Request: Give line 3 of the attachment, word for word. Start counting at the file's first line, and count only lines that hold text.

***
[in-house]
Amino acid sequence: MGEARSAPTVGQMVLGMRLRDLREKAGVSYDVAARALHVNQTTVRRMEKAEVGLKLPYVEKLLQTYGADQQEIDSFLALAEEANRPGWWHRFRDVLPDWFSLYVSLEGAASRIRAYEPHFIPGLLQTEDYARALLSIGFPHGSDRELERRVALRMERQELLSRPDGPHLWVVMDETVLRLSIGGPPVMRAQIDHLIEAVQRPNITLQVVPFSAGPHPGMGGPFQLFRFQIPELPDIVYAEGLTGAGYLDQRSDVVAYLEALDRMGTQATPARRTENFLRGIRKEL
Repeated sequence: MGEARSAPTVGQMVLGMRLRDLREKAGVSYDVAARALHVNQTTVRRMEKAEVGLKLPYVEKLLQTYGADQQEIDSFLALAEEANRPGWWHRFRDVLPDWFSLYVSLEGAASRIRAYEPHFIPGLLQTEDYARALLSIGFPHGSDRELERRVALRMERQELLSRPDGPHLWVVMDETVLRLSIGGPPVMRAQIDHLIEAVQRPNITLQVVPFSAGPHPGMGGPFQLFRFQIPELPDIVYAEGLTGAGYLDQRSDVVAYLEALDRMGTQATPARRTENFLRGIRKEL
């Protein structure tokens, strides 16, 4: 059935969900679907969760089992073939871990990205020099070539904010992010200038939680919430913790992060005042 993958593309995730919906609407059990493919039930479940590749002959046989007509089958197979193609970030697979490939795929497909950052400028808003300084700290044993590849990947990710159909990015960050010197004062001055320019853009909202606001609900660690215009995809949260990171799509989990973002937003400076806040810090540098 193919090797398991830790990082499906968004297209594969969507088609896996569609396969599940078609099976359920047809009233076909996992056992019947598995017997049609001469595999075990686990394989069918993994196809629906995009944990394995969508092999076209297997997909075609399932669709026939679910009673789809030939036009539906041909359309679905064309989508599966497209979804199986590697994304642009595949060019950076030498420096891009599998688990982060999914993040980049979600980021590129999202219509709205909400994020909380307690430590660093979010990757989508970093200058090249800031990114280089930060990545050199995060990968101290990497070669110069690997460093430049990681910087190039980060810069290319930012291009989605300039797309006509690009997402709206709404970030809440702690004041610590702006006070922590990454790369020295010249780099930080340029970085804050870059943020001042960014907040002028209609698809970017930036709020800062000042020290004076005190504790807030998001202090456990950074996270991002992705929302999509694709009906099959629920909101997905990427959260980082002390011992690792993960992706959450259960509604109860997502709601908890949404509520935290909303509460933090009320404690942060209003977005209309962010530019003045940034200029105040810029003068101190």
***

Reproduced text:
Repeated sequence: MGEARSAPTVGQMVLGMRLRDLREKAGVSYDVAARALHVNQTTVRRMEKAEVGLKLPYVEKLLQTYGADQQEIDSFLALAEEANRPGWWHRFRDVLPDWFSLYVSLEGAASRIRAYEPHFIPGLLQTEDYARALLSIGFPHGSDRELERRVALRMERQELLSRPDGPHLWVVMDETVLRLSIGGPPVMRAQIDHLIEAVQRPNITLQVVPFSAGPHPGMGGPFQLFRFQIPELPDIVYAEGLTGAGYLDQRSDVVAYLEALDRMGTQATPARRTENFLRGIRKEL